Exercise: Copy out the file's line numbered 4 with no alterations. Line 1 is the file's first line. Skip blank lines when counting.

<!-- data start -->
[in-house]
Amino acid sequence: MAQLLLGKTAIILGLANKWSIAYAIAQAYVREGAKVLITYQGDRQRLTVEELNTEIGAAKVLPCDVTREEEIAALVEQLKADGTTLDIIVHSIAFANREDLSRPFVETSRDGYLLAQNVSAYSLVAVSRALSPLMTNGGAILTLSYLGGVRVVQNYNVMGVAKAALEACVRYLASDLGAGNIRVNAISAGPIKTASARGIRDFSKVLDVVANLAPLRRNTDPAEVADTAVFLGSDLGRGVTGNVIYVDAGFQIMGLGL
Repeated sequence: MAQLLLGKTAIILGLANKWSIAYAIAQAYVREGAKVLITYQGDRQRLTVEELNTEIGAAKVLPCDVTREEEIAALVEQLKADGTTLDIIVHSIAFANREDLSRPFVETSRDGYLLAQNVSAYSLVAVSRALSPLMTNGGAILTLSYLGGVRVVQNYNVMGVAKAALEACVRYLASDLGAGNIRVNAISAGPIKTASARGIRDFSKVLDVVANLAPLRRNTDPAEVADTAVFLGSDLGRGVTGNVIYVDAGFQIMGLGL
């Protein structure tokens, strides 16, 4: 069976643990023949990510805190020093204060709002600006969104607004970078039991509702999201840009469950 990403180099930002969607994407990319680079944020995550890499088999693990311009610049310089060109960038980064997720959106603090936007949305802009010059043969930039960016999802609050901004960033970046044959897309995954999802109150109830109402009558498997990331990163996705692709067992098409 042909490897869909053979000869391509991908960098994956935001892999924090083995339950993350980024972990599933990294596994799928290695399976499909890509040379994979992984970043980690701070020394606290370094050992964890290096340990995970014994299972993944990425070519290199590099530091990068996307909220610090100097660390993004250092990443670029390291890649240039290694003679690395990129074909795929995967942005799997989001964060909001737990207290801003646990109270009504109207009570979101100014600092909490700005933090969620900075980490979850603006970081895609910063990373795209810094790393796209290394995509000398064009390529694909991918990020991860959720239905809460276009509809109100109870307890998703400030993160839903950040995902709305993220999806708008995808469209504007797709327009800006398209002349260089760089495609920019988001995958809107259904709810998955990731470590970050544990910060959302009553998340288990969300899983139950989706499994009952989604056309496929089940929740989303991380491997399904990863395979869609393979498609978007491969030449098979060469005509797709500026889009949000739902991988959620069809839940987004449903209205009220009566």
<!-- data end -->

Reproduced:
């Protein structure tokens, strides 16, 4: 069976643990023949990510805190020093204060709002600006969104607004970078039991509702999201840009469950 990403180099930002969607994407990319680079944020995550890499088999693990311009610049310089060109960038980064997720959106603090936007949305802009010059043969930039960016999802609050901004960033970046044959897309995954999802109150109830109402009558498997990331990163996705692709067992098409 042909490897869909053979000869391509991908960098994956935001892999924090083995339950993350980024972990599933990294596994799928290695399976499909890509040379994979992984970043980690701070020394606290370094050992964890290096340990995970014994299972993944990425070519290199590099530091990068996307909220610090100097660390993004250092990443670029390291890649240039290694003679690395990129074909795929995967942005799997989001964060909001737990207290801003646990109270009504109207009570979101100014600092909490700005933090969620900075980490979850603006970081895609910063990373795209810094790393796209290394995509000398064009390529694909991918990020991860959720239905809460276009509809109100109870307890998703400030993160839903950040995902709305993220999806708008995808469209504007797709327009800006398209002349260089760089495609920019988001995958809107259904709810998955990731470590970050544990910060959302009553998340288990969300899983139950989706499994009952989604056309496929089940929740989303991380491997399904990863395979869609393979498609978007491969030449098979060469005509797709500026889009949000739902991988959620069809839940987004449903209205009220009566």